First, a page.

- © 2016 Mineralogical Society of America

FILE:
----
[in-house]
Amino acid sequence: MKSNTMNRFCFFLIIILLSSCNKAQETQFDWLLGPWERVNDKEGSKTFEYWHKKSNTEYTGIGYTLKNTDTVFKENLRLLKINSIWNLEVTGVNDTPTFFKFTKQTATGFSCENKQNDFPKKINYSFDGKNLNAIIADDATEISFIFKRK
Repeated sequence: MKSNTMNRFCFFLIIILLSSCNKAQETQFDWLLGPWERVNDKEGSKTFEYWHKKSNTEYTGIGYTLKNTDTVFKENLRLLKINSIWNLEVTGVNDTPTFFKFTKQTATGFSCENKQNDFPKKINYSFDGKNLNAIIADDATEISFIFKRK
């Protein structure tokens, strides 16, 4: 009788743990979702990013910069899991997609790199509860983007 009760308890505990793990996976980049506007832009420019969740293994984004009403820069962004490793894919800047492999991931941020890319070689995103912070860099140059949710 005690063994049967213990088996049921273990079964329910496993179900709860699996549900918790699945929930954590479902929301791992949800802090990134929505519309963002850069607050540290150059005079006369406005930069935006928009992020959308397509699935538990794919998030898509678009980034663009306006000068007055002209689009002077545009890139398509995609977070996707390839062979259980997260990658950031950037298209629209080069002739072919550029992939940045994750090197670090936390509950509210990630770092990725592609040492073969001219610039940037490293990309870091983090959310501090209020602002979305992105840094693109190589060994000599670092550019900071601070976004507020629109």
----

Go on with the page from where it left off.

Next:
We have calibrated the infrared (IR) method for determining CO2 concentrations in apatite with absolute concentrations obtained through nuclear reaction analysis (NRA). IR data were obtained on double-polished apatite wafers using polarized transmission IR spectroscopy. Due to the various sites and orientations of in apatite, the IR spectra are complicated and do not have the same shape in different apatite samples. Hence, simple peak heights are not used to characterize CO2 concentrations in apatite. The total absorbance (Atotal) was derived using the integrated area under the curves in a given polarized spectral region. Then Atotal is calculated as AE//c + 2AE⊥c. The calibration has been carried out for two wavenumber regions, one with high sensitivity and the other applicable to apatite with high CO2 concentrations. The first calibration is for the fundamental asymmetric stretching at wavenumbers of 1600–1300 cm−1, and the CO2 concentration in parts per million can be obtained as (0.0756 ± 0.0036) Atotal/d where d is sample thickness in centimeters. The fundamental stretching bands are strong and hence sensitive for measuring low CO2 concentrations in apatite, down to parts per million level. The second calibration is for the bands at wavenumbers of 2650–2350 cm−1, and the CO2 concentration in parts per million is (9.3 ± 0.6) Atotal/d where d is sample thickness in centimeters. These bands are weak and hence are useful for measuring high CO2 concentrations in apatite without preparation of super-thin wafers. The anisotropy is significant. The difference between AE//c and AE⊥c can reach a factor of 2.73. Hence, for high accuracy, it is best to use polarized IR to determine CO2 concentrations in apatite. For rough estimation, unpolarized IR spectra may be used by estimating Atotal = 3Aunpol, where Aunpol is the integrated absorbance from unpolarized spectra.